Andrew Cuomo, Ravi Zacharias, Jerry Falwell Jr. and the Temptation of Sexual Sin

Bipartisan calls for Andrew Cuomo’s resignation continue to mount following the emergence of a sixth woman accusing the New York governor of sexual misconduct.

Defiant and denying any wrongdoing, Governor Cuomo has rebuffed the rising chorus advocating for his ouster.

“I’m not going to resign because of allegations,” he said. “There is no way I resign.”

Since time immemorial, sexual sin has ensnared both men and women. While people in positions of power have seemed more susceptible, its grip is no respecter of race, creed, gender, income, position or authority.

Sexual misconduct has found its way from ordinary homes to state houses, the White House and even the residences of pastors and religious leaders regularly warning against its evil grasp.

Ravi Zacharias International Ministries (RZIM) recently released a devastating report detailing a litany of spiritual and sexual abuse violations attributed to its founder. To the shock and disappointment of many, we learned that the well-known apologist engaged for years in extramarital affairs – despite warning his audiences against the very same immoral acts.

“According to a recent study by a major university,” Zacharias once reported, “the average college student pursues ‘sex without strings and marriage without rings.’”

Does that make Zacharias a hypocrite? Yes.

Late last summer, Jerry Falwell Jr., then president of Liberty University, resigned under mounting criticism and in the face of numerous allegations of sexual impropriety. Falwell has subsequently sued the university and maintained his innocence.

High profile cases of sexual sin involving people like Mssrs. Cuomo, Zacharias and Falwell grab the headlines, but most incidents involve people outside the headlines, sometimes even people we know – either within our own families or our neighbors and friends.

Sexual sin usually begins in silence or private – but it almost always blows up and singes countless innocent people, often children and spouses who then spiral into profound depths of sadness. Tragically, some never recover.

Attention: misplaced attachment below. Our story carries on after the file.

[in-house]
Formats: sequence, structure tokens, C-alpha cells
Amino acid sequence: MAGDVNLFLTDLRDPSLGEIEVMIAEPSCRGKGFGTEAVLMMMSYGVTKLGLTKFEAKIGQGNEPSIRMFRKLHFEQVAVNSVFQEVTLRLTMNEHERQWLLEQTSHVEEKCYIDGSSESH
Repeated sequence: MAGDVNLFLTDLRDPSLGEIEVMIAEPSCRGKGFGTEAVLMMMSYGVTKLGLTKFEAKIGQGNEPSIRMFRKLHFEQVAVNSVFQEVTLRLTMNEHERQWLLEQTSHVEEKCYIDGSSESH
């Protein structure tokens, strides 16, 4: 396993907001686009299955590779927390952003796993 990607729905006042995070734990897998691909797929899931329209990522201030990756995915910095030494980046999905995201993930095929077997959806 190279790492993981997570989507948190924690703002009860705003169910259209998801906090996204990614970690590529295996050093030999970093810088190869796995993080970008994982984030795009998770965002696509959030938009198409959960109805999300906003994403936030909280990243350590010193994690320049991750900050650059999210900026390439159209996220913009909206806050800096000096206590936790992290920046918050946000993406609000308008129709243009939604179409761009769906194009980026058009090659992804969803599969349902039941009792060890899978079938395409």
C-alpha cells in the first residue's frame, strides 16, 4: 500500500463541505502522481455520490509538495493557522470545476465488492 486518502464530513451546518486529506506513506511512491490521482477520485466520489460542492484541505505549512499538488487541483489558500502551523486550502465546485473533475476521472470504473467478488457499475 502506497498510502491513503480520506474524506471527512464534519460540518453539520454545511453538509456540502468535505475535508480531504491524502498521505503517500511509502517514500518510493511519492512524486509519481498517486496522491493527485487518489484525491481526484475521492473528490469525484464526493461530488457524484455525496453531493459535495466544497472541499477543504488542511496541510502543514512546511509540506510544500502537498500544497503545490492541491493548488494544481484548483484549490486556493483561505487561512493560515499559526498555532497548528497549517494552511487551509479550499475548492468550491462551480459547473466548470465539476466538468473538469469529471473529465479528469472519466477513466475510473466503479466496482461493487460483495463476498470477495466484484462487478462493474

The problem with cases like Cuomo and Zacharias is that we often view them like we do fictional movies – potent plots that intrigue but don’t really matter to us in the long run.

But every one of us is susceptible to sexual sin. So we shouldn’t watch passively, but actively, being aware of our own vulnerabilities and weak spots.

“If you say you’re not temptable in this area of your life, then I’ll say you’re either no man or Superman, and even Superman had his kryptonite,” said the late Dr. Adrian Rogers, pastor and Focus on the Family board member.

There’s a reason the apostle Paul urged believers to “flee from sexual immorality” (1 Cor. 6:8). To Timothy he wrote, “Run from anything that stimulates youthful lusts. Instead, pursue righteous living, faithfulness, love, and peace” (2 Timothy 2:22).

The Bible makes clear that true sexual satisfaction is found within the marital covenant, not via some flirtatious fling. Not coincidentally, social science research attests to this as well.

How do you maintain sexual purity in the face of a culture that seems, at best, to believe the only barrier separating one from the release of lustful desires is mutual consent? Afterall, even C.S. Lewis once wrote, “Chastity is the most unpopular of the Christian virtues.”

The apostle Paul has already made clear that we’re not to trust our own strength to resist. People who warm themselves too close to fires run the risk of being burned by the flames. So avoid temptation at all costs. Do your best not to put yourself in a potentially compromising position with another person.

Scripture is also clear that we become what we think about (Proverbs 23:7). We’re to be mindful of what we consume. What are you watching? Reading? Texting or sharing on social media? Again, it was Paul who advised:

“Whatever is true, whatever is noble, whatever is right, whatever is pure, whatever is lovely, whatever is admirable—if anything is excellent or praiseworthy—think about such things” (Phil. 4:8).

As Christians, our hearts break for the victims of sexual misconduct.  At the same time, we should also muster the strength to pray that the aggressors be brought to justice and personally convicted, recognizing the consequences of their sins.

Believers are often mocked for subscribing to a biblical sexual ethic, but history and the current headlines demonstrate that God’s way is the best way.

Follow Paul Batura on Twitter @PaulBatura or email him at Paul.Batura@fotf.org

Photo from POOL/REUTERS

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